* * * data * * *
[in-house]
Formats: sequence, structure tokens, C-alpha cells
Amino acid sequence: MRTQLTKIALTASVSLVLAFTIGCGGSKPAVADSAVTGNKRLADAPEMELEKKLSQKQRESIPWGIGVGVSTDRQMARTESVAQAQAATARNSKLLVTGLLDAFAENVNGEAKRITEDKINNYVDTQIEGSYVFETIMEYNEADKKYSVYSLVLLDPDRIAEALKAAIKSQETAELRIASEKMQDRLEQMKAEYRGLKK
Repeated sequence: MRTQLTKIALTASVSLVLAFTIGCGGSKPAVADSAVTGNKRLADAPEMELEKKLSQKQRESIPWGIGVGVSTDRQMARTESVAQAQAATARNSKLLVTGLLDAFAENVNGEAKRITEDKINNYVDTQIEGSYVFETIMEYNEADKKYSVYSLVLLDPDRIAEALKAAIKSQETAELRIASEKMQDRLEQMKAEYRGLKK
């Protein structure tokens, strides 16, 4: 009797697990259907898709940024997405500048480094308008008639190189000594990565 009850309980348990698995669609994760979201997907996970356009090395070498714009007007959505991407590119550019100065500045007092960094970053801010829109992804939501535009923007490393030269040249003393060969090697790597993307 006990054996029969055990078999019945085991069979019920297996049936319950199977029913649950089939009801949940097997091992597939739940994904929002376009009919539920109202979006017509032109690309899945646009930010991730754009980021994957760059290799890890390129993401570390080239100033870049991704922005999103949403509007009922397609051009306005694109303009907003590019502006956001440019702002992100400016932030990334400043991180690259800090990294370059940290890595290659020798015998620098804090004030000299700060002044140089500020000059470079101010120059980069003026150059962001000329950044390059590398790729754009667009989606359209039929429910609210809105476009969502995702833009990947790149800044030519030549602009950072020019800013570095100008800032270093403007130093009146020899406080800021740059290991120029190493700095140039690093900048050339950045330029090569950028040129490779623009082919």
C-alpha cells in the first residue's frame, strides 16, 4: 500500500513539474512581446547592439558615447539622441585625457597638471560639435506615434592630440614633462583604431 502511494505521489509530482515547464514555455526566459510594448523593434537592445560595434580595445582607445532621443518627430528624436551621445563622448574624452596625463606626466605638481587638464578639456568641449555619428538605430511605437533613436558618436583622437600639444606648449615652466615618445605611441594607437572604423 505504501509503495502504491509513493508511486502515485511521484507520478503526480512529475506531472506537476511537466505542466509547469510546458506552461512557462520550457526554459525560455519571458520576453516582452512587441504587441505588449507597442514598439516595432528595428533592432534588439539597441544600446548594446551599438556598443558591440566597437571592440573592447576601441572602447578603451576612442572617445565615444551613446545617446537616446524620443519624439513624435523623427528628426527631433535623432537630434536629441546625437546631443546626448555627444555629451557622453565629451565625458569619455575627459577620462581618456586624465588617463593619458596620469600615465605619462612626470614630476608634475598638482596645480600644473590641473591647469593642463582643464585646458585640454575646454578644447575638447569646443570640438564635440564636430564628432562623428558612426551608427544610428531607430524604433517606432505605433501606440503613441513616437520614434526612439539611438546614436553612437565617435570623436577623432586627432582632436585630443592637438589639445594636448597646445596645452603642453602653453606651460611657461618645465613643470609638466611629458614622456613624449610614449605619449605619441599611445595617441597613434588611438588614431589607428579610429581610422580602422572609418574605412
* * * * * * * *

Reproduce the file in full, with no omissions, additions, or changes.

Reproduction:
[in-house]
Formats: sequence, structure tokens, C-alpha cells
Amino acid sequence: MRTQLTKIALTASVSLVLAFTIGCGGSKPAVADSAVTGNKRLADAPEMELEKKLSQKQRESIPWGIGVGVSTDRQMARTESVAQAQAATARNSKLLVTGLLDAFAENVNGEAKRITEDKINNYVDTQIEGSYVFETIMEYNEADKKYSVYSLVLLDPDRIAEALKAAIKSQETAELRIASEKMQDRLEQMKAEYRGLKK
Repeated sequence: MRTQLTKIALTASVSLVLAFTIGCGGSKPAVADSAVTGNKRLADAPEMELEKKLSQKQRESIPWGIGVGVSTDRQMARTESVAQAQAATARNSKLLVTGLLDAFAENVNGEAKRITEDKINNYVDTQIEGSYVFETIMEYNEADKKYSVYSLVLLDPDRIAEALKAAIKSQETAELRIASEKMQDRLEQMKAEYRGLKK
């Protein structure tokens, strides 16, 4: 009797697990259907898709940024997405500048480094308008008639190189000594990565 009850309980348990698995669609994760979201997907996970356009090395070498714009007007959505991407590119550019100065500045007092960094970053801010829109992804939501535009923007490393030269040249003393060969090697790597993307 006990054996029969055990078999019945085991069979019920297996049936319950199977029913649950089939009801949940097997091992597939739940994904929002376009009919539920109202979006017509032109690309899945646009930010991730754009980021994957760059290799890890390129993401570390080239100033870049991704922005999103949403509007009922397609051009306005694109303009907003590019502006956001440019702002992100400016932030990334400043991180690259800090990294370059940290890595290659020798015998620098804090004030000299700060002044140089500020000059470079101010120059980069003026150059962001000329950044390059590398790729754009667009989606359209039929429910609210809105476009969502995702833009990947790149800044030519030549602009950072020019800013570095100008800032270093403007130093009146020899406080800021740059290991120029190493700095140039690093900048050339950045330029090569950028040129490779623009082919």
C-alpha cells in the first residue's frame, strides 16, 4: 500500500513539474512581446547592439558615447539622441585625457597638471560639435506615434592630440614633462583604431 502511494505521489509530482515547464514555455526566459510594448523593434537592445560595434580595445582607445532621443518627430528624436551621445563622448574624452596625463606626466605638481587638464578639456568641449555619428538605430511605437533613436558618436583622437600639444606648449615652466615618445605611441594607437572604423 505504501509503495502504491509513493508511486502515485511521484507520478503526480512529475506531472506537476511537466505542466509547469510546458506552461512557462520550457526554459525560455519571458520576453516582452512587441504587441505588449507597442514598439516595432528595428533592432534588439539597441544600446548594446551599438556598443558591440566597437571592440573592447576601441572602447578603451576612442572617445565615444551613446545617446537616446524620443519624439513624435523623427528628426527631433535623432537630434536629441546625437546631443546626448555627444555629451557622453565629451565625458569619455575627459577620462581618456586624465588617463593619458596620469600615465605619462612626470614630476608634475598638482596645480600644473590641473591647469593642463582643464585646458585640454575646454578644447575638447569646443570640438564635440564636430564628432562623428558612426551608427544610428531607430524604433517606432505605433501606440503613441513616437520614434526612439539611438546614436553612437565617435570623436577623432586627432582632436585630443592637438589639445594636448597646445596645452603642453602653453606651460611657461618645465613643470609638466611629458614622456613624449610614449605619449605619441599611445595617441597613434588611438588614431589607428579610429581610422580602422572609418574605412